Bibiana Saint, Virgin, and Martyr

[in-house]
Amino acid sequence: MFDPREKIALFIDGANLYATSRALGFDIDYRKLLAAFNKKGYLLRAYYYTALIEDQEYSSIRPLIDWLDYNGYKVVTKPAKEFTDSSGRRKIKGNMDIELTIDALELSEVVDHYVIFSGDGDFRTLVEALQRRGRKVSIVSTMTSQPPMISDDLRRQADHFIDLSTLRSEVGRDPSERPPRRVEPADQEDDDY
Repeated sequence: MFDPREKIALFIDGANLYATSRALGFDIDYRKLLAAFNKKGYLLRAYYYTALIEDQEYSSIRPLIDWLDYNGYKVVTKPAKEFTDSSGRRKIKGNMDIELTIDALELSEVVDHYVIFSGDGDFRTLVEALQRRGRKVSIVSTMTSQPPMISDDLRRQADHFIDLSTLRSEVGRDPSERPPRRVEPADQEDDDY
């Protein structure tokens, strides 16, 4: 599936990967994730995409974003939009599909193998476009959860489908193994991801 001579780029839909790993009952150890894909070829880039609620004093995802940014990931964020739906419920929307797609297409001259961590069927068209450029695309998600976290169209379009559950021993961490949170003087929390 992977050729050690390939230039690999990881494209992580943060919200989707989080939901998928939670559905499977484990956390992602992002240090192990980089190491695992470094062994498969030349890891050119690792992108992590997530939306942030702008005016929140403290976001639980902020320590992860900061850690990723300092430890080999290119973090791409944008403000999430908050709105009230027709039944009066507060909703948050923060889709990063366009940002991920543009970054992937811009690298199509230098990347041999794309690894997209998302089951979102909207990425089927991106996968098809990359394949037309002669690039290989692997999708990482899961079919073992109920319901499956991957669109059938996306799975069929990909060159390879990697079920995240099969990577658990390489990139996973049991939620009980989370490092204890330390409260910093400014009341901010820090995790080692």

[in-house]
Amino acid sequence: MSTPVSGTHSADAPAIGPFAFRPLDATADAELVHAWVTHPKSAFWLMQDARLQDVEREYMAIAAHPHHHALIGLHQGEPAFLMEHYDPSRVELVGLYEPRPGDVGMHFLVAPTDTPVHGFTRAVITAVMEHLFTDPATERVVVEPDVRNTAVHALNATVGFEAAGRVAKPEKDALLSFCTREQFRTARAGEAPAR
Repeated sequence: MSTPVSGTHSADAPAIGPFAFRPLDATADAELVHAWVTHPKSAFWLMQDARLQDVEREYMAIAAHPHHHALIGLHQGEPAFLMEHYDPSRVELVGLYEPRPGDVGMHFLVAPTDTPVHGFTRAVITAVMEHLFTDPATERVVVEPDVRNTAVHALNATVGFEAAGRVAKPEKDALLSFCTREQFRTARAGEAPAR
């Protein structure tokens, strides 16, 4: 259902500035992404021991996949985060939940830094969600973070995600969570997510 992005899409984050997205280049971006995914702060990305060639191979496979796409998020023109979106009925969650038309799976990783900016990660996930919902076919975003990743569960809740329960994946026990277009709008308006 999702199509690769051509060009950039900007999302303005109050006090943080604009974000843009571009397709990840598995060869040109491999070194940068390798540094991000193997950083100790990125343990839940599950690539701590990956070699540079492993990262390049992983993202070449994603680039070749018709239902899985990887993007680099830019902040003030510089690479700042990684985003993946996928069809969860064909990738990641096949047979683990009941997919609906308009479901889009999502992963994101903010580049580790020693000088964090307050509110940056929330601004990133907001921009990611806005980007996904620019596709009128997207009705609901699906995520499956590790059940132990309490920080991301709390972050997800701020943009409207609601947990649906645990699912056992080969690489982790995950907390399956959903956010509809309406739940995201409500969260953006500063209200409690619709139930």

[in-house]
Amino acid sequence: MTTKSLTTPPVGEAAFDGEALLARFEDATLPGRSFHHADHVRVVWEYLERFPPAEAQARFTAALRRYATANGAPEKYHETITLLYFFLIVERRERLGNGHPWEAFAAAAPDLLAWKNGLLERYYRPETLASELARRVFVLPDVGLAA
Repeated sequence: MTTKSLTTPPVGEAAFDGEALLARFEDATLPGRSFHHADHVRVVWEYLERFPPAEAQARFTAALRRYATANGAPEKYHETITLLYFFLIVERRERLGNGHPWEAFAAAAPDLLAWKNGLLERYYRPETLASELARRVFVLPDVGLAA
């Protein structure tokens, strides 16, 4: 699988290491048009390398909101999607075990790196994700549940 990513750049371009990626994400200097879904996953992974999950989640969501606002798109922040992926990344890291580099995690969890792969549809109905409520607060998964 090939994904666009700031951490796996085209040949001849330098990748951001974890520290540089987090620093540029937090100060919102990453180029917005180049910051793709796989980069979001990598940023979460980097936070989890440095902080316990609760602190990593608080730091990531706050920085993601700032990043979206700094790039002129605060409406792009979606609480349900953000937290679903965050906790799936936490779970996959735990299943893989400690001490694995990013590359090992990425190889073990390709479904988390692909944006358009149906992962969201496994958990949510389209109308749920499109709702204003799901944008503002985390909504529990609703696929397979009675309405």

Bibiana Saint, Virgin, And Martyr is said to have been the daughter of Flavianus, a Roman praefect, exiled for the faith, and of Dafrosa, also a martyr. Apronianus, governor of Rome in 363, before whom Bibiana and her sister Demetria were brought, prepared to put them to the torture, but before it could be inflicted the latter fell dead, after having made confession of the faith. Bibiana was placed in the keeping of an infamous woman named Rufina, who in vain endeavored to corrupt her virtue, and at length she was beaten to death with scourges loaded with lead. She is commemorated with her mother and sister; on Dec. 2. The Christians built a chapel over her tomb which pope Simplicius changed into a church in 465. This church was called Olympia, from the name of a pious lady who had contributed largely towards its erection. Repaired by Honorius III, it was rebuilt in 1628 by Urban VIII, who placed in it the remains of the saints Bibiana, Demetria, and Dafrosa. See Hoefer, Nouv. Biog. Generale, a.v.; Landon, Eccles. Dict. s.v.

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